The situation worsened by the time of Harun Al Rashid in eight-century AD. The overwhelming population of the area at the time was Christian, Zoroastrian and Jewish. Their houses of worship were destroyed, they could not build any new ones and jizya was increased substantially. Payment of the jizya was furthermore to be accompanied by signs of humility and recognition of personal inferiority.

On payment of the tax a seal, generally of lead, was affixed to the payee's person as a receipt and as a sign of the status of dhimma. By the time of Caliph Al Motevakel in ninth century, non-Muslims were all excluded from employment in government sectors, banned from Muslim schools, had to live in closed quarters and were forced to wear colored ribbons to indicate they were non-Muslims. Jews had to wear yellow ribbons (Vasleh Johudaneh); a practice that persisted till the end of the 19th century in Iran.

Iran being part of the Greater Muslim Empire was subjected to the same rules. Non-Muslims who were forced out of government institutions took up trade and banking. A wealthy class of Jewish merchants emerged with cash but little political influence. Later on the money was used by some wealthy Jews throughout the empire to finance the caliphs' courts and wars, especially against the Crusaders. Exilarch still remained the vehicle through which Jewish affairs were regulated. The post was appointed by Muslim authorities.

Muslim treatment of the religious minorities varied in accordance with the policies of the caliphs and attitudes of different governors. While the Umayyad governor of Iran Hajjaj was ruthless and extremely biased, others were more lenient and did not follow all the discriminatory rules. There were many Christian, Zoroastrian and Jewish philosophers, physicians, scientists, engineers, musicians and court administrators in the first century of the Muslim empire. Later on they all gradually converted or were forced out of government services.

The Abbasids improved the position of dhimmis for a while especially during the reign of Al Mansur. He was a devoted follower of the sciences and supported the great translation movement of the 8th century AD. Initiated by the Syriac, Greek, Jews and Persians to preserve the ancient knowledge, the movement started in Syria and flourished in Baghdad. Scientists and intellectuals from all over got together and thousands of books were translated into Arabic from Greek, Hebrew, Persian and other languages. Iranian Jews were writing dari (new Persian) in Hebrew characters, the same way Christians used Syriac script to write Persian.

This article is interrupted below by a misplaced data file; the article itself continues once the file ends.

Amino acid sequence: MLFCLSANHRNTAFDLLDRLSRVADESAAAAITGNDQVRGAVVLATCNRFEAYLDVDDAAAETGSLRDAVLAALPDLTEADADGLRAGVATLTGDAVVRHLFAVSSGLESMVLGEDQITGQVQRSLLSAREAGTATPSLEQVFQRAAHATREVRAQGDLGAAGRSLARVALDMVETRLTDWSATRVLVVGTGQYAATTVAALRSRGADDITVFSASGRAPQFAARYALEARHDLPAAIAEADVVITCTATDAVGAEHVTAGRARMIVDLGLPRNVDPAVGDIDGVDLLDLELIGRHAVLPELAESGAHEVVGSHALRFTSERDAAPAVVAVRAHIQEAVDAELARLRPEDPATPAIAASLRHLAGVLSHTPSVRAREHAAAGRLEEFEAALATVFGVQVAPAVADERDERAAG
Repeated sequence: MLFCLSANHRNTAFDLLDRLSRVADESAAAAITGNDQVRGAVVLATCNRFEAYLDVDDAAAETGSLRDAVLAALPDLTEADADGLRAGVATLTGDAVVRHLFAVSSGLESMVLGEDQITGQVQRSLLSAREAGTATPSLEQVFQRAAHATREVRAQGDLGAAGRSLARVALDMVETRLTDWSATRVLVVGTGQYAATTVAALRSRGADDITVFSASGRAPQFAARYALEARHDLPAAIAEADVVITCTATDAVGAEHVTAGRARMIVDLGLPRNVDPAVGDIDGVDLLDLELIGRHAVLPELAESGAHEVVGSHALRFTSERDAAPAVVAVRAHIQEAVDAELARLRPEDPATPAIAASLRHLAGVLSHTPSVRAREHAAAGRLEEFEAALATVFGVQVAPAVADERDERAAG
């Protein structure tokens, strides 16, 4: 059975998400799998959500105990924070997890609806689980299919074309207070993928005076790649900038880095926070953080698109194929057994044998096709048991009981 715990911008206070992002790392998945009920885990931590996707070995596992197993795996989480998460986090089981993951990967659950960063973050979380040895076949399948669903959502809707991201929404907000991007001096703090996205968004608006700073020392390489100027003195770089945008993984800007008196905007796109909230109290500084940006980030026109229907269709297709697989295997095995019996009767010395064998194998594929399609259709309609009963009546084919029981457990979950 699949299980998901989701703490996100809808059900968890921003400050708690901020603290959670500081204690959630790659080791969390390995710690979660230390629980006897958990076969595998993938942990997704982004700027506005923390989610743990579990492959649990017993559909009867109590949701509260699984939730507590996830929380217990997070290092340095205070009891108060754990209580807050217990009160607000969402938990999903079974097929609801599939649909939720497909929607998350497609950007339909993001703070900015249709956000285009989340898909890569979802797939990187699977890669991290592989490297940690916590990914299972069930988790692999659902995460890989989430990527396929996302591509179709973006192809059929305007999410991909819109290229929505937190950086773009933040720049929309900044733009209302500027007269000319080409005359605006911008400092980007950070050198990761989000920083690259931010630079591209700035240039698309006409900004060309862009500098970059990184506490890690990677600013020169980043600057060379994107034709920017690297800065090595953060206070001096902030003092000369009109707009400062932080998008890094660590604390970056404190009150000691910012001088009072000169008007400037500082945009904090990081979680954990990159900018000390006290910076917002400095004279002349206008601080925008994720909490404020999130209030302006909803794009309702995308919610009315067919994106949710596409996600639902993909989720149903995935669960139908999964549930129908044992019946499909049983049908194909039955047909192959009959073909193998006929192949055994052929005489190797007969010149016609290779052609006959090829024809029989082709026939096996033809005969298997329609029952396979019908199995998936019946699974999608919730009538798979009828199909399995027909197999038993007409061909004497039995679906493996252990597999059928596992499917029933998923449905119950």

Jewish court bankers (Jahabidha) are found at the courts of the Buyids, the Ghaznavids, and the Seljuk Sultans. Malik-Shah Seljuk contracted the farming of his Basra properties to a wealthy Jew named Ibn Allan for 150,000 dinars. The influential politician and educator, Nizam al-Mulk in his famous book Siasat Nameh rejects the employment of dhimmi in governmental services and at the same time provided refuge for his Jewish friend Ibn Allan who was eventually drowned as ordered by the sultan. Under the Seljuk dhimmis were still segregated in their quarters, paid jizya and wore marked garments. They appointed their own religious officials subject to approval by the Muslim authorities.